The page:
V for Vendetta
2006
A masked freedom fighter known as "V" takes up arms against the totalitarian government in a futuristic Britain. Finding an unlikely ally in a young woman named Evey Hammond, V urges the citizenry to fight the oppression of the state.

Scott Hardie: “It ruled.”

How many big-budget spectacles get more interesting the longer they run? The Wachowski brothers' talky, overly cerebral approach to action filmmaking has its fans and detractors, who will love and loathe this film in predictable proportions, but here they put their big brains behind a story that's actually about something other than itself. Watching V's masterful plan unfold is a pleasure if you're not familiar with the source, and the spirited allusions to Guy Fawkes and political theory grant a deft touch to what have could have been a heavy film. Because its terrorist hero is never wrong, it would not seem to want audiences to think about its subject, but I think it does: It treats V with complete moral rightness because our society treats terrorists with complete moral wrongness, the only way to challenge our preconceived notions about the certainty of our values. Would we still root for V if the film were the same but took place in America? If the villain were named President Bush and looked just like him? Suddenly the patriots and the principled would be divided, exposing our hypocrises; liberals who claim to love America would root for her corrupt government's overthrow, and conservatives who claim to despise moral relativity would shift allegiance to a character depending on whose government he was blowing up. This is a lot to think about for those viewers who just want some pretty explosions, but the movie will satisfy that demographic just as well as it flatters our inner poli-sci major.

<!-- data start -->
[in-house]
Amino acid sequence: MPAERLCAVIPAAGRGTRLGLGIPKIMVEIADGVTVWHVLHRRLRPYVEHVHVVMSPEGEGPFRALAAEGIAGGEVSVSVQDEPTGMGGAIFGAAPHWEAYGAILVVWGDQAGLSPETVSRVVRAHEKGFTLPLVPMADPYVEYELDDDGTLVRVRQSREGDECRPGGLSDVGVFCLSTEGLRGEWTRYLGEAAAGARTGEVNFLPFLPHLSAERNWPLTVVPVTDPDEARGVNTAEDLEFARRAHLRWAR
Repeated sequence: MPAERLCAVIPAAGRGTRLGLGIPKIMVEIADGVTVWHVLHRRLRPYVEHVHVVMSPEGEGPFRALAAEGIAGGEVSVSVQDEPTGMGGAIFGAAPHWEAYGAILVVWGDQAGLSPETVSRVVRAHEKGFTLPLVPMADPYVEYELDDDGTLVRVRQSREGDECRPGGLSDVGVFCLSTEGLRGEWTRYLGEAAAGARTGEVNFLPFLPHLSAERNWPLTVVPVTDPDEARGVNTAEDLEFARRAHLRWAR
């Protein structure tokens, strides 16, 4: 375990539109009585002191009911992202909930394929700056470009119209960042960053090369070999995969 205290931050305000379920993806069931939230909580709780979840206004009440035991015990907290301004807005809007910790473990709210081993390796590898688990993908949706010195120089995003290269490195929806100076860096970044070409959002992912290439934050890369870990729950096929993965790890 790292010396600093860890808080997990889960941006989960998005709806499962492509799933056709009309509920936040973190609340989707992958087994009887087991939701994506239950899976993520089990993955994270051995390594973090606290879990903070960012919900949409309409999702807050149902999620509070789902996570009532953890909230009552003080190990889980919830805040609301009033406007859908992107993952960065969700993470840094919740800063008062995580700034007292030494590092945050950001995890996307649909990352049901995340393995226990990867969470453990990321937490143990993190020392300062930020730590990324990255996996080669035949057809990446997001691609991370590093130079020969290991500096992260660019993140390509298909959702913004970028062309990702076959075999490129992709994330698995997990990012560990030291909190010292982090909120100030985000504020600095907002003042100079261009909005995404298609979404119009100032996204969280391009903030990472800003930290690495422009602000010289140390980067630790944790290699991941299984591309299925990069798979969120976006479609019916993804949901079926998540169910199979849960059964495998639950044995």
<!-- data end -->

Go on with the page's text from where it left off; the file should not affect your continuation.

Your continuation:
I'd be inclined to like it better if it didn't have a number of technical irritations, chiefly the poor sound editing by Ben Barker (or maybe just the speaker system at the theater where I saw it). Several critical pieces of dialogue, including a threat whispered from V to an enemy, were virtually inaudible underneath Dario Marianelli's score and the ambient sound. But the film is more for the eyes than the ears anyway, with the art direction standing tall on the shoulders of previous gothic-deco comic adaptations before it, and excellent final work from the late cinematographer Adrian Biddle. I loved the visual boldness of the film that extended even to its gorgeous poster. It's a striking, challenging film for anyone who likes their action films brainy.

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